The Top 25: #2 Lisa Suennen, Risa Stack, Jonathan Pulitzer, GE Ventures
New York-listed industrial conglomerate General Electric promoted Sue Siegel, CEO of its corporate venturing unit GE Ventures, to chief innovation officer (CIO) towards the end of last year.
As CIO, Siegel, who ranked fifth in last year’s Global Corporate Venturing Powerlist awards, will retain responsibility for GE Ventures, which is comprised of equity investing, licensing and new business creation, but will now have overall responsibility for developing and accelerating GE’s long-term innovation strategy.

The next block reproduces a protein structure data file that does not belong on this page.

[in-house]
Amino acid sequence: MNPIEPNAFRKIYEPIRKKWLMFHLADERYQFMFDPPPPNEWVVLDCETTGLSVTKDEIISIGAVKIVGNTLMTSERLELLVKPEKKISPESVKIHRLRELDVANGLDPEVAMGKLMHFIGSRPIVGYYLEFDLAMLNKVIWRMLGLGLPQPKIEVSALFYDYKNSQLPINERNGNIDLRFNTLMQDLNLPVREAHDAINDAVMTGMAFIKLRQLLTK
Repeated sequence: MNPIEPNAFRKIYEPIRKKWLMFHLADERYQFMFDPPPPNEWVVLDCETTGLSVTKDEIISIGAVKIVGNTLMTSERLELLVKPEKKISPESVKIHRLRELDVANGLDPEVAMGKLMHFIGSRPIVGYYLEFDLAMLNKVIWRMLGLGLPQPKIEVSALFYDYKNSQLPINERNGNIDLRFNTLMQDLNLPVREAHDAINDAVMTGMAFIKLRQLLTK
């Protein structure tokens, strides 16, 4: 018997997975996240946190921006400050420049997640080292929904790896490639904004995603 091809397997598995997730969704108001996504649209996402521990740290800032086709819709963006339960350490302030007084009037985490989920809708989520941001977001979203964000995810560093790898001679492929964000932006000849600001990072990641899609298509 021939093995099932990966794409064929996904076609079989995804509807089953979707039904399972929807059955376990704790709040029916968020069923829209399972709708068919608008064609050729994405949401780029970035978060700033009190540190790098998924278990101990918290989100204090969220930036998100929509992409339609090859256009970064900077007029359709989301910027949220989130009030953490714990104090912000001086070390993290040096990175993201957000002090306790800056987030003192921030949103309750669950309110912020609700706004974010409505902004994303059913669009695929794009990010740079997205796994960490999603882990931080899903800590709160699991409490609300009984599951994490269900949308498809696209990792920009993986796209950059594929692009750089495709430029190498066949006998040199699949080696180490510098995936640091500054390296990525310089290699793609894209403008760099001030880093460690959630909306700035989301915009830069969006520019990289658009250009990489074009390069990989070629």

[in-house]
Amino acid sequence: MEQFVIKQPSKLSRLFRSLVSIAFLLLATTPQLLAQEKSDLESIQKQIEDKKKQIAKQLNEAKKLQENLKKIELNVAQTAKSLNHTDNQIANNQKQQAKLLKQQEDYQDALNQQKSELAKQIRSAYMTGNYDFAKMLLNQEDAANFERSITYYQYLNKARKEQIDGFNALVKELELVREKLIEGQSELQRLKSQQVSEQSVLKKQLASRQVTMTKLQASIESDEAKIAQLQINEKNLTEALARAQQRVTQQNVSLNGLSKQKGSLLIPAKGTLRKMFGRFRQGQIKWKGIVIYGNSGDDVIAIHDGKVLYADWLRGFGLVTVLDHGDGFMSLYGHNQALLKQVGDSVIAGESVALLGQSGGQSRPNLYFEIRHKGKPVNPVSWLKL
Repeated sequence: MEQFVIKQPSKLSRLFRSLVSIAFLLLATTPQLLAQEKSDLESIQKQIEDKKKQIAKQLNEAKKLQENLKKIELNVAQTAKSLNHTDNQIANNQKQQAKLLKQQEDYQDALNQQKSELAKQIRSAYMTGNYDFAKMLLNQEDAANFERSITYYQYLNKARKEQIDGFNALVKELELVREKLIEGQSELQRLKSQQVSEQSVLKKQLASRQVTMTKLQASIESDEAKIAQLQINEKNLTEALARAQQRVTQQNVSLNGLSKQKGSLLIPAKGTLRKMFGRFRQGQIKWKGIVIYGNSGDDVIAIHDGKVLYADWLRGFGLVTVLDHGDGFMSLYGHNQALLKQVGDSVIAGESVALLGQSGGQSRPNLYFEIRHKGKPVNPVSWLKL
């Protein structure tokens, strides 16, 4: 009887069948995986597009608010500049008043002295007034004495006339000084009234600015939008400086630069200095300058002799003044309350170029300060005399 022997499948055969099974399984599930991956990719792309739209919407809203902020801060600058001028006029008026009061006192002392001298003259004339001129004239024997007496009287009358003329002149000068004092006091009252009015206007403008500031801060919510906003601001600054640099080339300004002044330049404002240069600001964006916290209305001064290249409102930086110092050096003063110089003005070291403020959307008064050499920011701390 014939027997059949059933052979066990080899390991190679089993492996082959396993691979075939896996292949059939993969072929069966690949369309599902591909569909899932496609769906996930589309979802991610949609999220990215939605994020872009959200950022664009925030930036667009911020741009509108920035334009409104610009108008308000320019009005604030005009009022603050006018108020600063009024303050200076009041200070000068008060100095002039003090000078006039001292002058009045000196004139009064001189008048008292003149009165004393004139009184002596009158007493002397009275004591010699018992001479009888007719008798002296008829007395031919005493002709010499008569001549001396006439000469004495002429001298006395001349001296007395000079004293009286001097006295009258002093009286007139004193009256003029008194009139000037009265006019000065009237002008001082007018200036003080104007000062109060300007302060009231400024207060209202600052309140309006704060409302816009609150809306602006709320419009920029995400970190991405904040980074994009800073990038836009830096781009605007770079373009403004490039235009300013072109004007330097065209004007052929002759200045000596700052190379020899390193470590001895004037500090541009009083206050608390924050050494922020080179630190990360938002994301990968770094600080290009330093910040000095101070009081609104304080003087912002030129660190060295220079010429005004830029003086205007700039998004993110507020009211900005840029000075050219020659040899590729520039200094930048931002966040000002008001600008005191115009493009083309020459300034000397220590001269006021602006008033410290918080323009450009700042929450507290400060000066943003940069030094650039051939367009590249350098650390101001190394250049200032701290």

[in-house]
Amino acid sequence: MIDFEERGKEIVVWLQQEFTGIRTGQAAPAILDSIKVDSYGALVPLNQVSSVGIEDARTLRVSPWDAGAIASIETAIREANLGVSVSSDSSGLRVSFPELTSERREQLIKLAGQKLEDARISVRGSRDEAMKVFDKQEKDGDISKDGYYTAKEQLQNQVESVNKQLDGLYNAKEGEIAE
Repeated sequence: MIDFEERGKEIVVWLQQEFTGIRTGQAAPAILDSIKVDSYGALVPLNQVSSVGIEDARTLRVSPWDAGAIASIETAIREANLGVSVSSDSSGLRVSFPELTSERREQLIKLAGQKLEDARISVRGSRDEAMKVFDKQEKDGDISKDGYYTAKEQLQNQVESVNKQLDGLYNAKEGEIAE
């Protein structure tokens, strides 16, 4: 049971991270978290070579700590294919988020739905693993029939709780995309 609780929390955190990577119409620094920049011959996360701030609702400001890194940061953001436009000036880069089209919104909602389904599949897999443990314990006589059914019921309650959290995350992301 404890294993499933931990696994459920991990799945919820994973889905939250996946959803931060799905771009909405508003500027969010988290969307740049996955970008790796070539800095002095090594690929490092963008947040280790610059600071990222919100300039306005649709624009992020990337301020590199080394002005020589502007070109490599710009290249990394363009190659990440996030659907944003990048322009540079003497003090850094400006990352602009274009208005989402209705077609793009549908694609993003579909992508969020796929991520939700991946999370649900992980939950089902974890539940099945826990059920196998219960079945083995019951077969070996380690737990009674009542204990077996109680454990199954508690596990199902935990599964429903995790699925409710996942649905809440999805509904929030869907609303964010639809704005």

In January last year, Siegel, co-chairman of the Global Corporate Venturing & Innovation Summit, told attendees “the time is now” for the industry to collaborate with entrepreneurs. It is a statement that GE Ventures has tried to live up to as an industry leader, viewed increasingly by other groups as a model of best practice, according to her GCV Powerlist 2017 profile.
It is one her former CEO, Jeff Immelt, effectively agreed with at the end of November at Healthegy’s annual Digital Healthcare Innovation Summit when he said of CVC: “I would say most of us have stunk at it, really for a long time. We have been company killers.
“She [Siegel] really trained us on how bad we were.”
And part of the solution was in having a leadership team that comes from the venture capital world and knows how to work with startups, Immelt added.